Hoatzin chicks are born with claws on their wings which slowly disappear as they grow. Hoatzin nests are built in low trees and shrubs that overhang water and sometimes the chicks fall out. They are competent swimmers but also use their claws to climb their way back to the nest.

6. Andean Cock-of-the-rock

It is not just its name that makes this bird a mind-blowing South American specimen. Meet the national bird of Peru; the Andean Cock-of-the-rock.

Andean Cock-of-the-rock – image by Joseph Beck from Getty Images

The first question you might be asking yourself about this bird is “where on earth is its beak?” It does have one and it is hidden under that phenomenal crest.

These unique birds are found in the Andes from Venezuela to Bolivia. They are around 30.5-32 cm (12-12.6 in.) in length.

Andean cocks-of-the-rock get their name from their preference for nesting on rocky outcrops where they will construct cup-shaped nests from mud. The females will have a clutch of two eggs that take around 28 days to hatch.

Bill Bouton from San Luis Obispo, CA, USA, CC BY-SA 2.0 https://creativecommons.org/licenses/by-sa/2.0, via Wikimedia Commons. Edited from original.

Their crests are made up of two rows of fluffy feathers. Female birds also have crests though they are smaller than those of the males.

The male birds will use their crests in mating displays, bowing and bobbing as they jump and flap along branches. Mating displays are performed in a lek, a communal area where up to 15 or more males will display in pairs 4-6 meters above the ground.

7. Many-banded Aracari

Just like a really massive bumblebee with a huge beak. The Many-banded Aracari is our next bird on the list.

A Many-banded Aracari – image by Luis Espin from Getty Images

You may not be aware that there are 36 species of Toucan, and the many-banded aracari is one of them. These birds are around 43-46 cm (1.4-1.5 ft) in length. Their bills can be anywhere from 10.2 cm to 10.7 cm (4-4.2 in.) long.

These birds are found in low, wet forests in Columbia, Venezuela, Peru, and Brazil. Their large, serrated-edge bills are perfect for plucking fruit from trees or snapping up anthropods.

Scientists have discovered that the huge bills of toucans might be used for heat regulation in the hot tropical sun. They may act as radiators, helping the birds to shed excess heat.

A Many-banded Aracari – image by studiosansan from Getty Images

8. Marvelous Spatuletail

The most stylish tail in the forest belongs to the Marvelous Spatuletail.

A Marvelous Spatuletail – image by Neil Bowman from Getty Images

This is another member of the Hummingbird or Trochilidae family. A tiny bird at just 15-17 cm (5.9-6.7 in.) long, including the tail which is 11-13 cm (4.3-5.1 in.) long. This means that this bird’s body is only 4 cm (1.6 in.) in length!

These beautiful birds are unfortunately on the endangered list and are only found in a small area of Peru. They live in forest edges, second-growth and scrub, open country, steep valleys, and gorges at 2100-2900 m (6889-9514 ft).

Only the males have exceedingly long tails, the tails of the females are elongated but they do not have long shafts with feathery ends. The tails of the males have developed as a rather impressive addition to their mating display as seen in the video below:

The marvelous spatuletail in the video above was obviously circling a potential mate to try and impress her. You can find out why other birds fly in circles in my Finally Revealed! All The Reasons Why Birds Fly In Circles post.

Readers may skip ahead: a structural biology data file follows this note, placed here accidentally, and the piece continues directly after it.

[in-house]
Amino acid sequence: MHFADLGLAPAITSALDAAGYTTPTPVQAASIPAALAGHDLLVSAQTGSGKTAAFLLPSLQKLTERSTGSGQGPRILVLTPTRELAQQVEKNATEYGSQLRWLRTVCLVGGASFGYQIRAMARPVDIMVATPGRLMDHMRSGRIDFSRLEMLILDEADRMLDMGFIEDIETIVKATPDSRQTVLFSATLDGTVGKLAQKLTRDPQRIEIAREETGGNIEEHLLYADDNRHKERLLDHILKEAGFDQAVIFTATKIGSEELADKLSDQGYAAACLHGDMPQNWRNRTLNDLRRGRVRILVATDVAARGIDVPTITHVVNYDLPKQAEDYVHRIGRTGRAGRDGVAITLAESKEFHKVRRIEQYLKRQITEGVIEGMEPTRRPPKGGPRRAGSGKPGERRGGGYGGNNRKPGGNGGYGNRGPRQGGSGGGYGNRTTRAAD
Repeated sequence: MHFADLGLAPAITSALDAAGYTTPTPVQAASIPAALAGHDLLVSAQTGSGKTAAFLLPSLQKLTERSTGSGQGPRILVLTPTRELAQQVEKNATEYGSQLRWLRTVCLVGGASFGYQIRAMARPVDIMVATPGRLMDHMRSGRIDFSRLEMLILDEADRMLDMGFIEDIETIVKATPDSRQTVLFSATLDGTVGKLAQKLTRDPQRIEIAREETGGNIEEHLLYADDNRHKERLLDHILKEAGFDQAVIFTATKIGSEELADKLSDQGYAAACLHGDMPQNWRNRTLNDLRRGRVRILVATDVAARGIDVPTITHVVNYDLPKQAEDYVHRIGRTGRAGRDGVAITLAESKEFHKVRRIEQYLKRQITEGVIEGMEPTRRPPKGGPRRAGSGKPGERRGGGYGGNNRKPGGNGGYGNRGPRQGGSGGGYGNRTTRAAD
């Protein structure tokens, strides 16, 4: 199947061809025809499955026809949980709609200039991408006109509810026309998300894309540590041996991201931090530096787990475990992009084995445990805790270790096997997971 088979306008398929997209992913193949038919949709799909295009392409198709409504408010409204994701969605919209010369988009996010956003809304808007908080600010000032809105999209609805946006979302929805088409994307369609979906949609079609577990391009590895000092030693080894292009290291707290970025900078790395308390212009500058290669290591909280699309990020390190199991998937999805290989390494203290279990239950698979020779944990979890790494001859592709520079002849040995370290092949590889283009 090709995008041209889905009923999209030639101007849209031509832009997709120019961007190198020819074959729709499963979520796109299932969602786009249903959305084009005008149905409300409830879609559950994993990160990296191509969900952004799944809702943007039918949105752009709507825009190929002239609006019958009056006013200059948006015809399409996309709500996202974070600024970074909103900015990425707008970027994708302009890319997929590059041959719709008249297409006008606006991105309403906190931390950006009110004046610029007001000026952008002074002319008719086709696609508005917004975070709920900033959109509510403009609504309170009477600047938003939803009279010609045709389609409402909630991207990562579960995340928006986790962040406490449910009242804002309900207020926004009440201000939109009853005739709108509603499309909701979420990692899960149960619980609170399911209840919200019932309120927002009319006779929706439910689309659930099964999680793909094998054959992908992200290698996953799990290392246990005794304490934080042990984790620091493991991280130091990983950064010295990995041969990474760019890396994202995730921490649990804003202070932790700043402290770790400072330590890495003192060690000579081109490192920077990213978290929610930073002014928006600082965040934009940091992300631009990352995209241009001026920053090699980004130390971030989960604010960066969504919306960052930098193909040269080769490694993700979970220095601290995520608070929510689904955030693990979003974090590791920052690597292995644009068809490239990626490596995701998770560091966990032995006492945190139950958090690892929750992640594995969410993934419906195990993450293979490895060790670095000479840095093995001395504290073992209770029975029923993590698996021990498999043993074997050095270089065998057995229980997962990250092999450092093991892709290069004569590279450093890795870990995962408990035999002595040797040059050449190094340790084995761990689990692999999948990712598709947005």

9. Long-wattled Umbrellabird

The Long-wattled Umbrellabird is one of those creatures that make you think “maybe Nature forgot to turn off the production line while it stepped out for a smoke…”

The males of this bird species have a retractable wattle that can be up to 35 cm (13.8 in.) in length. Not only that but they also have a very prominent crest which can be lowered to almost completely cover their beak or held straight up in the air!

What is the point of all this adornment you ask? To attract a mate of course. The males use these features to impress potential mates in bizarre displays like the one seen in the video below:

Long-wattled umbrellabirds are a rare inhabitant of foothills and lowland forests of the Pacific slope of the Andes in Columbia and Ecuador. They are listed as vulnerable with a decreasing population of between 6000 and 15000.

10. White Bellbird

Meet another bird with a rather strange feature; the White Bellbird. The extensible wattle that grows from the top of this bird’s beak is not the only mind-blowing thing about it either.

Hector Bottai, CC BY-SA 4.0 https://creativecommons.org/licenses/by-sa/4.0, via Wikimedia Commons

These are one of the very few all-white land birds. Males are around 28.5 cm (11.22 in.) long and females are around 27.5 cm (10.8 in.).

The females of this species are completely different from the males. They are olive green and do not have a wattle like the males.

The white bellbird is reported to have the loudest call of any bird in the world. Of the four species of the bellbird, it is also the one that sounds most bell-like. I liken its call to a warning alarm in a nuclear power plant!


There you have it…10 mind-blowing birds from South America. There are many, many more unique birds in the world and I will cover those in future articles. Until then, why not read my Unusual Birds That Will Shock You And Blow Your Mind article?

Until next time…happy birding and may you find some unique and mind-blowing birds on your travels.


Barry Callister

Barry is a bird photographer and bird watcher with over 7 years of experience. He runs his own YouTube channel about photography and promotes his nature photography on his personal website barrycallisterphotography.com.au.